Why Public Education Matters24.7.14
Public education is the new endangered species of America. The reasons are many: there is the myth of failing public education, the teacher blame game review, the over-testing Common Core regime, and the romance some have with the “take public money but privately run run run” charter/voucher schools.
What struck home (literally) for me about this charter school debate was the fact that low-income, and families with limited English don’t apply for charter schools. Most likely, the poor are dealing with the stresses of paying the bills and providing food and shelter, and those with low English ability simply don’t understand what’s available to them.
I came from such a family. My mother immigrated to these United States from Thailand in the early 70s (legally, thank you), and even though she took English courses, her English has plateaued and is not very good. When I was in grade school, I hated when teachers told me to ask my parents for homework help. My father died unexpectedly when I was 6, and my mother would often ask ME to interpret bank statements and other letters that were way over my head.
Later, when I applied for financial aid for college, I learned how to do it all on my own. I went to the public library and borrowed a book. I worked at Little Caesars Pizza while attending community college. And even though we had a friend help my mom fill out her jury duty form, she was still called in, and it wasn’t until she addressed the judge as “your highness” that she was finally excused.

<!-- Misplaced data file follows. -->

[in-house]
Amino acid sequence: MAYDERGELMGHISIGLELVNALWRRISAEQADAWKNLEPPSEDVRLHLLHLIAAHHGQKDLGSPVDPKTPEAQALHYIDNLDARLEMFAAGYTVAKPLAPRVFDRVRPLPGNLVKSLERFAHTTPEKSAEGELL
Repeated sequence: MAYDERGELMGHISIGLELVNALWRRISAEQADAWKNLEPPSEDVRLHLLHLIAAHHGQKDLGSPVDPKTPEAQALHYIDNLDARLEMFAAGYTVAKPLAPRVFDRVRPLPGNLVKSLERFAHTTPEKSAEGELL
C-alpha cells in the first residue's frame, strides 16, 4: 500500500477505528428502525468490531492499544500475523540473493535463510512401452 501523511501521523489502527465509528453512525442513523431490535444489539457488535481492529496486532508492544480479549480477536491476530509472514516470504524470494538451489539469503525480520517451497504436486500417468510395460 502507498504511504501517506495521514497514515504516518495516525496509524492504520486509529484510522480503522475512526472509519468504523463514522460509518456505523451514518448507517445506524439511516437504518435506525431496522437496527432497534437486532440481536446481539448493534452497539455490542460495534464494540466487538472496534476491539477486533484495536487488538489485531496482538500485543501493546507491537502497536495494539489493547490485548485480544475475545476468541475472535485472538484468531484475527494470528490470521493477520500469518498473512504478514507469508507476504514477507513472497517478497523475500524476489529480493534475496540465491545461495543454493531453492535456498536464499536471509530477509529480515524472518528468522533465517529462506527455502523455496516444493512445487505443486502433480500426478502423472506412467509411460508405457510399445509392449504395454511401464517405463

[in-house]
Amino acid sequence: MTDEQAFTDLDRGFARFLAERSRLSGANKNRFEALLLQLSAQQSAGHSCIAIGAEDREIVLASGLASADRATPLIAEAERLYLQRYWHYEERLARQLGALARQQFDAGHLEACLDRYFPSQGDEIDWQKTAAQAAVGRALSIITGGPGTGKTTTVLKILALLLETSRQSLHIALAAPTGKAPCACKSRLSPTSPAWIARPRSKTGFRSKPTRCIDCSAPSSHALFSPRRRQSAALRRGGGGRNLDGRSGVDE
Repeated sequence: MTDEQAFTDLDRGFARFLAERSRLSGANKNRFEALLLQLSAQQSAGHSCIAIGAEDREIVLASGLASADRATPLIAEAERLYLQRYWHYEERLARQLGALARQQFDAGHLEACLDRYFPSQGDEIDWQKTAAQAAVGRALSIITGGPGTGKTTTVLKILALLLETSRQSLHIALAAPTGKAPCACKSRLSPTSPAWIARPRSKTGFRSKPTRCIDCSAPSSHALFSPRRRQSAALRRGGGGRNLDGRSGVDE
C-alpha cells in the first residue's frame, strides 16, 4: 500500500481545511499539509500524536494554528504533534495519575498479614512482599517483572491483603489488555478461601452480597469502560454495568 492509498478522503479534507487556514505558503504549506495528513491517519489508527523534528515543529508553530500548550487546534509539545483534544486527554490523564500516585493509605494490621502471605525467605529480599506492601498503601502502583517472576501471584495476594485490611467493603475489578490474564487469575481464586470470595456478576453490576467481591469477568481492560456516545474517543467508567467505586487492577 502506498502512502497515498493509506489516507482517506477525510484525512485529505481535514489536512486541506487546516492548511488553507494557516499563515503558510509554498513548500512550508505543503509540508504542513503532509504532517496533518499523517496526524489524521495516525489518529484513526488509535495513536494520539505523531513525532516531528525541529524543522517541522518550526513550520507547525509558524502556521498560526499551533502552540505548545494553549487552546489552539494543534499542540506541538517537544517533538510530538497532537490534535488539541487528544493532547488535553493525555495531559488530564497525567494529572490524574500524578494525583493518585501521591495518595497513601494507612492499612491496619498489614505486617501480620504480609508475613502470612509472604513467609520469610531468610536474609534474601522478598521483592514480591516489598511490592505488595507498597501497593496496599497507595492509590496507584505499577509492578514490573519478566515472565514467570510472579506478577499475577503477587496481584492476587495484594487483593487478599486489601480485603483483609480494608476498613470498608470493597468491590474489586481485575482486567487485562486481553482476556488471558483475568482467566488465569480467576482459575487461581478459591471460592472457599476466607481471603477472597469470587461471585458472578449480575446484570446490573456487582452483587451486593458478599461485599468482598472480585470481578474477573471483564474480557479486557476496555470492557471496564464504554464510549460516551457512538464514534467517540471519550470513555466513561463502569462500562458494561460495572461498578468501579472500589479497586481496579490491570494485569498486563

I love my mom. I wish she had received more education than the equivalent of a 5th grade in rural Thailand. She values education greatly and drove my younger brother and I crazy over telling us how much it was important. But she was right. (There I said it, mom!)
Despite how much money families have, despite their connections or lack thereof, despite any obstacles, all children deserve to have a solid education. I bristle upon bristle when people act like the educating of their child has greater value than any other kid. Okay, I kind of get the competitive aspect of my child is better than yours at football, art, academics, whatever, but seriously, folks? Seriously?!
Isn’t an educated society preferable to an educated few??? Do we really need or want our educational system to be built on competitiveness? Do we want losers and winners? This isn’t about all of us skipping to ring-around-the-rosy, this is about cultivating a community of critical thinkers to help foster greater understanding and compassion for each another so we can thrive.
We are faced with incredible problems that need all of us to grab a mental shovel and dig in to – I believe we all carry unique and special gifts that we can bring to our societies. I don’t want to live in a world where substandard education is the norm for the greater population because we thought competitive learning was a great idea.
Why do we have to race to the top? Because I can tell you already, children are going to be left behind. You might not care because it’s not your child, but I assure you, one day you will.